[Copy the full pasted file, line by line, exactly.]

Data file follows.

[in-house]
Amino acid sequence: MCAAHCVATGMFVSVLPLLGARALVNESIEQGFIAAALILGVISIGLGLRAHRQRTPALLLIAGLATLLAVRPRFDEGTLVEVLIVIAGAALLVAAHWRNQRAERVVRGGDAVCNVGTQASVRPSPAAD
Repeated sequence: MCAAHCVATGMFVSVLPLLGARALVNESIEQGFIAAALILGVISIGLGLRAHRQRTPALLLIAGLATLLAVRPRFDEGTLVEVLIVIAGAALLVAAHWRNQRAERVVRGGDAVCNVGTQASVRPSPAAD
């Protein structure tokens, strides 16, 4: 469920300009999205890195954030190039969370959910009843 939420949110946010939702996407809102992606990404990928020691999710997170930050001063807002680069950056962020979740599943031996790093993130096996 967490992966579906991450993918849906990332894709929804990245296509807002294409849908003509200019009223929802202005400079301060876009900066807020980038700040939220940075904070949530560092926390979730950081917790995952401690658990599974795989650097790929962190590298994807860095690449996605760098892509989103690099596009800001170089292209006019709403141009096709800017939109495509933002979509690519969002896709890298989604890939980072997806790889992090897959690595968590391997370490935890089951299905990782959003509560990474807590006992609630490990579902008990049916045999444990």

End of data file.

[in-house]
Amino acid sequence: MCAAHCVATGMFVSVLPLLGARALVNESIEQGFIAAALILGVISIGLGLRAHRQRTPALLLIAGLATLLAVRPRFDEGTLVEVLIVIAGAALLVAAHWRNQRAERVVRGGDAVCNVGTQASVRPSPAAD
Repeated sequence: MCAAHCVATGMFVSVLPLLGARALVNESIEQGFIAAALILGVISIGLGLRAHRQRTPALLLIAGLATLLAVRPRFDEGTLVEVLIVIAGAALLVAAHWRNQRAERVVRGGDAVCNVGTQASVRPSPAAD
């Protein structure tokens, strides 16, 4: 469920300009999205890195954030190039969370959910009843 939420949110946010939702996407809102992606990404990928020691999710997170930050001063807002680069950056962020979740599943031996790093993130096996 967490992966579906991450993918849906990332894709929804990245296509807002294409849908003509200019009223929802202005400079301060876009900066807020980038700040939220940075904070949530560092926390979730950081917790995952401690658990599974795989650097790929962190590298994807860095690449996605760098892509989103690099596009800001170089292209006019709403141009096709800017939109495509933002979509690519969002896709890298989604890939980072997806790889992090897959690595968590391997370490935890089951299905990782959003509560990474807590006992609630490990579902008990049916045999444990």